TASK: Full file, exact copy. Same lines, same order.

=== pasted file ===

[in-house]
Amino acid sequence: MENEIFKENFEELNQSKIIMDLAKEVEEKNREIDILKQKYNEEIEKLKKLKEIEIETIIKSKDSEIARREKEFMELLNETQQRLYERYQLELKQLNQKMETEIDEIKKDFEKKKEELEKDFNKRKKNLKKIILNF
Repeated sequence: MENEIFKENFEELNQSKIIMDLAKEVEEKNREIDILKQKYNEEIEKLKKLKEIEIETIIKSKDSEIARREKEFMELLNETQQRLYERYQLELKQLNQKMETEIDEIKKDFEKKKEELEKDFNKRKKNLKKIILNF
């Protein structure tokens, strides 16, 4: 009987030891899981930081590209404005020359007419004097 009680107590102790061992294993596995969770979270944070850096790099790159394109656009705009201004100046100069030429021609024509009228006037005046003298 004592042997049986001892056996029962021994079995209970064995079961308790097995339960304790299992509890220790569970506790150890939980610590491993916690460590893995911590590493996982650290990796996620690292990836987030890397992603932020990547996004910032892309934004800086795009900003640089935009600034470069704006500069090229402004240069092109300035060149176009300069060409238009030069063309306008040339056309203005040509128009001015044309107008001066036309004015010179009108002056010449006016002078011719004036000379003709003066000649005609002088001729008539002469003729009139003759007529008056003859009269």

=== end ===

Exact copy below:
[in-house]
Amino acid sequence: MENEIFKENFEELNQSKIIMDLAKEVEEKNREIDILKQKYNEEIEKLKKLKEIEIETIIKSKDSEIARREKEFMELLNETQQRLYERYQLELKQLNQKMETEIDEIKKDFEKKKEELEKDFNKRKKNLKKIILNF
Repeated sequence: MENEIFKENFEELNQSKIIMDLAKEVEEKNREIDILKQKYNEEIEKLKKLKEIEIETIIKSKDSEIARREKEFMELLNETQQRLYERYQLELKQLNQKMETEIDEIKKDFEKKKEELEKDFNKRKKNLKKIILNF
């Protein structure tokens, strides 16, 4: 009987030891899981930081590209404005020359007419004097 009680107590102790061992294993596995969770979270944070850096790099790159394109656009705009201004100046100069030429021609024509009228006037005046003298 004592042997049986001892056996029962021994079995209970064995079961308790097995339960304790299992509890220790569970506790150890939980610590491993916690460590893995911590590493996982650290990796996620690292990836987030890397992603932020990547996004910032892309934004800086795009900003640089935009600034470069704006500069090229402004240069092109300035060149176009300069060409238009030069063309306008040339056309203005040509128009001015044309107008001066036309004015010179009108002056010449006016002078011719004036000379003709003066000649005609002088001729008539002469003729009139003759007529008056003859009269």